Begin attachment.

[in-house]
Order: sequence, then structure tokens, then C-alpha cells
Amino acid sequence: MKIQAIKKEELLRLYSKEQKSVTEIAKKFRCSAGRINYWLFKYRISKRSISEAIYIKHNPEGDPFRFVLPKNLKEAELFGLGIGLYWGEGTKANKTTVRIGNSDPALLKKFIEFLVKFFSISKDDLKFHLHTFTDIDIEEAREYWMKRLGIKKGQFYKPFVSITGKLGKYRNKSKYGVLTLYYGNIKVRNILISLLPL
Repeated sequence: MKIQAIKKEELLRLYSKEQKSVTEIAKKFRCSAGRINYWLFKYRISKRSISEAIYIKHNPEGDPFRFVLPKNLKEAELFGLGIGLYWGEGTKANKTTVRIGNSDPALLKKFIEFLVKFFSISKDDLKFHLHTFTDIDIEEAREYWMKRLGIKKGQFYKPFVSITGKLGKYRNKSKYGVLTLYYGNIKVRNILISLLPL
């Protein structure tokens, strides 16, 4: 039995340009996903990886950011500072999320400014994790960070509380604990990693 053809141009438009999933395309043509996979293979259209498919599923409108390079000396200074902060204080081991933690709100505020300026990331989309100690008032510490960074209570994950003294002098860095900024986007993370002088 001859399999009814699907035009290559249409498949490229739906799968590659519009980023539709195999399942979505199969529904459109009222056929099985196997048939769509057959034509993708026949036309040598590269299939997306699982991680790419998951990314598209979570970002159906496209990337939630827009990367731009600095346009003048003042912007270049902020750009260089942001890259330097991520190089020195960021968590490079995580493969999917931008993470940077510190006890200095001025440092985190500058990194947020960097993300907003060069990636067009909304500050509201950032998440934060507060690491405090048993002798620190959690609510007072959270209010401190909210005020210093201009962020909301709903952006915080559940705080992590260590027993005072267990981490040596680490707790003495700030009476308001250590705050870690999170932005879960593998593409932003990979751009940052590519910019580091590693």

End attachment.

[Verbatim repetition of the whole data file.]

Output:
[in-house]
Order: sequence, then structure tokens, then C-alpha cells
Amino acid sequence: MKIQAIKKEELLRLYSKEQKSVTEIAKKFRCSAGRINYWLFKYRISKRSISEAIYIKHNPEGDPFRFVLPKNLKEAELFGLGIGLYWGEGTKANKTTVRIGNSDPALLKKFIEFLVKFFSISKDDLKFHLHTFTDIDIEEAREYWMKRLGIKKGQFYKPFVSITGKLGKYRNKSKYGVLTLYYGNIKVRNILISLLPL
Repeated sequence: MKIQAIKKEELLRLYSKEQKSVTEIAKKFRCSAGRINYWLFKYRISKRSISEAIYIKHNPEGDPFRFVLPKNLKEAELFGLGIGLYWGEGTKANKTTVRIGNSDPALLKKFIEFLVKFFSISKDDLKFHLHTFTDIDIEEAREYWMKRLGIKKGQFYKPFVSITGKLGKYRNKSKYGVLTLYYGNIKVRNILISLLPL
């Protein structure tokens, strides 16, 4: 039995340009996903990886950011500072999320400014994790960070509380604990990693 053809141009438009999933395309043509996979293979259209498919599923409108390079000396200074902060204080081991933690709100505020300026990331989309100690008032510490960074209570994950003294002098860095900024986007993370002088 001859399999009814699907035009290559249409498949490229739906799968590659519009980023539709195999399942979505199969529904459109009222056929099985196997048939769509057959034509993708026949036309040598590269299939997306699982991680790419998951990314598209979570970002159906496209990337939630827009990367731009600095346009003048003042912007270049902020750009260089942001890259330097991520190089020195960021968590490079995580493969999917931008993470940077510190006890200095001025440092985190500058990194947020960097993300907003060069990636067009909304500050509201950032998440934060507060690491405090048993002798620190959690609510007072959270209010401190909210005020210093201009962020909301709903952006915080559940705080992590260590027993005072267990981490040596680490707790003495700030009476308001250590705050870690999170932005879960593998593409932003990979751009940052590519910019580091590693």